This is more than a mystery novel
By Derryll White
Indridason, Arnaldur (2015). Oblivion.
Some call Arnaldur Indridason the “king of Icelandic crime fiction.”
He is a very good writer, with an able translator in Victoria Cribb. Iceland seems to be a hotspot on present travel bucket lists and anyone wanting a heartfelt sense of place, before landing, should read Indridason. As well, those interested in geo-political matters might be interested in the author’s description of the U.S. presence in Iceland. Indridason is very clear in charting the influences and troubles brought to Iceland by an arrogant American presence. In the modern conversations of cultural appropriation, Indridason should rank high on the reference list. But some would say this is just a mystery novel.
Indridason offers no shield to Iceland, or to its politicians. Erlendur Sveinsson, the lead character in this novel, has little patience for Icelandic politics, loathing the positioning and posturing he sees happening around him. Events such as the former ban on black soldiers being stationed in Iceland are exposed as the bigoted behaviour of a recent past.
Indridason is very good at giving a picture of an Iceland different from the glowing tourist brochures. He talks about how challenging the terrain is, and how demanding is the weather. Like here in East Kootenay, the author states that only sloppy or ignorant people head into the backcountry without making preparations and gearing up. The character Erlendur is obsessed with incidents and death being brought about by inclement weather. He also discusses the overpowering odor of traditional dishes such as fermented skate. Indridason does, however, pay good attention to the outstanding beauty of natural Iceland cloistered within the harsh, cold environment.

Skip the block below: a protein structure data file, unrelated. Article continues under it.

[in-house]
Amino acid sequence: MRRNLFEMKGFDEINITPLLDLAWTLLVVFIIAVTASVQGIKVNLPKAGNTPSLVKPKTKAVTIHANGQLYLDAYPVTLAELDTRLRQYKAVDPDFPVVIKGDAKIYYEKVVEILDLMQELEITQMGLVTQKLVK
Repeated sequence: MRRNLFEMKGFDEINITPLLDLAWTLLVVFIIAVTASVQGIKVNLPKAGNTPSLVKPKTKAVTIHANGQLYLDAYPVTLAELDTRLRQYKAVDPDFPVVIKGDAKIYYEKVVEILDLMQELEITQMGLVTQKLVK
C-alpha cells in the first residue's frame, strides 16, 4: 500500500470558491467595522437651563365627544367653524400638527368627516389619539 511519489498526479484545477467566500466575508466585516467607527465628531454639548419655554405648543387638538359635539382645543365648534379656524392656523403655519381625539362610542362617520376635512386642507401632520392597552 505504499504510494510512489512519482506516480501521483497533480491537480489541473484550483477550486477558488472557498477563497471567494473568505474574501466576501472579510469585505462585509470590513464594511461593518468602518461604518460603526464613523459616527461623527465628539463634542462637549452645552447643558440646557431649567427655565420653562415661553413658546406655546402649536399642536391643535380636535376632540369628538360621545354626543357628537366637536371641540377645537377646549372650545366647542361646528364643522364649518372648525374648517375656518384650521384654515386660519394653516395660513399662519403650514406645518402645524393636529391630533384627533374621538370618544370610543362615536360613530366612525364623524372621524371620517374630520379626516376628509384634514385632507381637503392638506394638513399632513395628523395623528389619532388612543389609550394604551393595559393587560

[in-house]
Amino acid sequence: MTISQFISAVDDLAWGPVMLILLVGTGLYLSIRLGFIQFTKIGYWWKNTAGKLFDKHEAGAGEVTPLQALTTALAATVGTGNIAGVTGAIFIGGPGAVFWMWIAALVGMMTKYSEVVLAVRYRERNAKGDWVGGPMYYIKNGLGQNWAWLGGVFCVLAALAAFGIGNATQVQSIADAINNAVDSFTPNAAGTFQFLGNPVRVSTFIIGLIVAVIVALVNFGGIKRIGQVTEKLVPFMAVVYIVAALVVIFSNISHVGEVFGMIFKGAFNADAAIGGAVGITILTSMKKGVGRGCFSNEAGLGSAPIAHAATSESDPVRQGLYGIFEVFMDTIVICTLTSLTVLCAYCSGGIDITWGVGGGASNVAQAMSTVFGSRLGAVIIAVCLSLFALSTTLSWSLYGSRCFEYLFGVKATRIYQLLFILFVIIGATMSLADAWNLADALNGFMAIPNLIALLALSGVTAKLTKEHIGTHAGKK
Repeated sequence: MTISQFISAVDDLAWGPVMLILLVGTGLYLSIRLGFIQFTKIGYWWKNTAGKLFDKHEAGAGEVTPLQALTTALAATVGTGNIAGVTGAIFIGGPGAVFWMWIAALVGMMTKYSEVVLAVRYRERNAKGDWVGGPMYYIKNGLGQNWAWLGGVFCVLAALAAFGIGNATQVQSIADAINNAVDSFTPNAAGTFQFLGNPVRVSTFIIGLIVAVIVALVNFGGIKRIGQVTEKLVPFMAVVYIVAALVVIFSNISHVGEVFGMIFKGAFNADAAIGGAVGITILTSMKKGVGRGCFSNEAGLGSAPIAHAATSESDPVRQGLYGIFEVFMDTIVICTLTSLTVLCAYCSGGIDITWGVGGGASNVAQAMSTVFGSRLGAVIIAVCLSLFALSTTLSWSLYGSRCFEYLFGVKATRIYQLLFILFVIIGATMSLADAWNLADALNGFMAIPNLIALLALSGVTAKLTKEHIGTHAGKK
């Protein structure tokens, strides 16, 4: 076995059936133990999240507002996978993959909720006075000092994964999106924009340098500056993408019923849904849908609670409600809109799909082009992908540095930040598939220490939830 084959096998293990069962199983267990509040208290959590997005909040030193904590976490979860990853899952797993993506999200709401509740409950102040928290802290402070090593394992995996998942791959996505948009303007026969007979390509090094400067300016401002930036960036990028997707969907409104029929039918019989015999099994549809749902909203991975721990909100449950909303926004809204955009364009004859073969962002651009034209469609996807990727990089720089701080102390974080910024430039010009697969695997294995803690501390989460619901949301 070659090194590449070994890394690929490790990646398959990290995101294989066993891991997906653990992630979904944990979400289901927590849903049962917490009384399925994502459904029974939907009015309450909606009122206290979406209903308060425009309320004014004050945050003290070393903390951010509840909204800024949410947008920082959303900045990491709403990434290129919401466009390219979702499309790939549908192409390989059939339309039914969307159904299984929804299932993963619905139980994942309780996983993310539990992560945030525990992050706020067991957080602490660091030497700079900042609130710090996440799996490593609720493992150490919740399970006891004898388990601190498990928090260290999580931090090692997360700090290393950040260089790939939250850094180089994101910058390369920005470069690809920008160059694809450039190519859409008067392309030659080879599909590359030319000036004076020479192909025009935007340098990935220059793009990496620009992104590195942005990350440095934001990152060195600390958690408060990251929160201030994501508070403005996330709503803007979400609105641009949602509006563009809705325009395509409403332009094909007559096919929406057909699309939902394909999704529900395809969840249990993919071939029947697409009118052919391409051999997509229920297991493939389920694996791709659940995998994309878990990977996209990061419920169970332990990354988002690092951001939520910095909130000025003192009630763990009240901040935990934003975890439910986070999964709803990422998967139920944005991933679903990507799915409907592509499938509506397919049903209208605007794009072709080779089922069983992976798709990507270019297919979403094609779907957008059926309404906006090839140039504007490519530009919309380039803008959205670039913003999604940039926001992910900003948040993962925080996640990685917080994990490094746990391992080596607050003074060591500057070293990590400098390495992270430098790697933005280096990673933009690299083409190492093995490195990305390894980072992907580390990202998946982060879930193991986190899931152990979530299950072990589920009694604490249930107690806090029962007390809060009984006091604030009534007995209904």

I appreciate the way Indridason has two stories running side-by-side. The official murder investigation gives him a great voice to reflect on U.S.-Icelandic tensions and misapprehensions. The more personal investigation of a missing girl cold case yields private insights into Detective Erlendur’s mind and background. Woven cleverly together they keep the reader very involved in the novel.
ICELANDIC NATURE – “In my opinion it would be better if we dealt with our own problems instead of sucking up to military powers like you Americans. That’s what I think.”
“Then you need your own army.”
“No, we don’t need an army. We’ve never needed an army. We’ll lose all our wars but at least we’ll lose them with honour.”
RELATIONS – “I mean, this is your world but it’s a world we simply don’t understand. As a nation we emulate everything you do without really knowing why and forget that we’re just a bunch of poor farmers forced by modern life to live in blocks of flats. You’re the richest nation on the planet. The biggest military power in history. For most of our existence we’ve been fighting a losing battle against starvation.”
BEAUTY – “Don’t misunderstand me, I’m not unhappy here. I travelled round the country a bit last summer. The scenery’s incredible. And I like the midnight sun. When the sun doesn’t go down in the summer and the nights are as light as day.”
– Derryll White once wrote books but now chooses to read and write about them. When not reading he writes history for the web at www.basininstitute.org.